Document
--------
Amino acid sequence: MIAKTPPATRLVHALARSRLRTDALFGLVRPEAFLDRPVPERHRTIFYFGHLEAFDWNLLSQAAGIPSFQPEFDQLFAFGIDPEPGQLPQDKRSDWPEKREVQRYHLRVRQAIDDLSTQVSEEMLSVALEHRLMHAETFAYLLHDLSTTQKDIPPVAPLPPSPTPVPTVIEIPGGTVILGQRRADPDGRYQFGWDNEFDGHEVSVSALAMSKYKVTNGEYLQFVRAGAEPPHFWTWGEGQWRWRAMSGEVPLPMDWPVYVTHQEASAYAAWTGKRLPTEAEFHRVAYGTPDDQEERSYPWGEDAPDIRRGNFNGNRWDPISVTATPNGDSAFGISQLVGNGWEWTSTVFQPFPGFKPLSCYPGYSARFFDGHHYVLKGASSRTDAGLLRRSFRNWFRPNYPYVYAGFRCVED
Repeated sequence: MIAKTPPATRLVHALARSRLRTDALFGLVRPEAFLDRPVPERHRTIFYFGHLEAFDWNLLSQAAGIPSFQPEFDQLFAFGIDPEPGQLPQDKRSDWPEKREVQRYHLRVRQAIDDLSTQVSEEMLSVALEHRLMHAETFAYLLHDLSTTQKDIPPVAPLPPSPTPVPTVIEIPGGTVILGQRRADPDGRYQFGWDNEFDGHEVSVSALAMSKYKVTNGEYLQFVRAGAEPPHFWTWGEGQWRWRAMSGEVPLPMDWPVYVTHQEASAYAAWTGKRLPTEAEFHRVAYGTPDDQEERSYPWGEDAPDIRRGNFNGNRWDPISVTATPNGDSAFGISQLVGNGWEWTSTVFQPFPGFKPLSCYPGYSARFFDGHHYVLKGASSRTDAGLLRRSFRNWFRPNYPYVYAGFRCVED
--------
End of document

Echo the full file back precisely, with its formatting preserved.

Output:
Amino acid sequence: MIAKTPPATRLVHALARSRLRTDALFGLVRPEAFLDRPVPERHRTIFYFGHLEAFDWNLLSQAAGIPSFQPEFDQLFAFGIDPEPGQLPQDKRSDWPEKREVQRYHLRVRQAIDDLSTQVSEEMLSVALEHRLMHAETFAYLLHDLSTTQKDIPPVAPLPPSPTPVPTVIEIPGGTVILGQRRADPDGRYQFGWDNEFDGHEVSVSALAMSKYKVTNGEYLQFVRAGAEPPHFWTWGEGQWRWRAMSGEVPLPMDWPVYVTHQEASAYAAWTGKRLPTEAEFHRVAYGTPDDQEERSYPWGEDAPDIRRGNFNGNRWDPISVTATPNGDSAFGISQLVGNGWEWTSTVFQPFPGFKPLSCYPGYSARFFDGHHYVLKGASSRTDAGLLRRSFRNWFRPNYPYVYAGFRCVED
Repeated sequence: MIAKTPPATRLVHALARSRLRTDALFGLVRPEAFLDRPVPERHRTIFYFGHLEAFDWNLLSQAAGIPSFQPEFDQLFAFGIDPEPGQLPQDKRSDWPEKREVQRYHLRVRQAIDDLSTQVSEEMLSVALEHRLMHAETFAYLLHDLSTTQKDIPPVAPLPPSPTPVPTVIEIPGGTVILGQRRADPDGRYQFGWDNEFDGHEVSVSALAMSKYKVTNGEYLQFVRAGAEPPHFWTWGEGQWRWRAMSGEVPLPMDWPVYVTHQEASAYAAWTGKRLPTEAEFHRVAYGTPDDQEERSYPWGEDAPDIRRGNFNGNRWDPISVTATPNGDSAFGISQLVGNGWEWTSTVFQPFPGFKPLSCYPGYSARFFDGHHYVLKGASSRTDAGLLRRSFRNWFRPNYPYVYAGFRCVED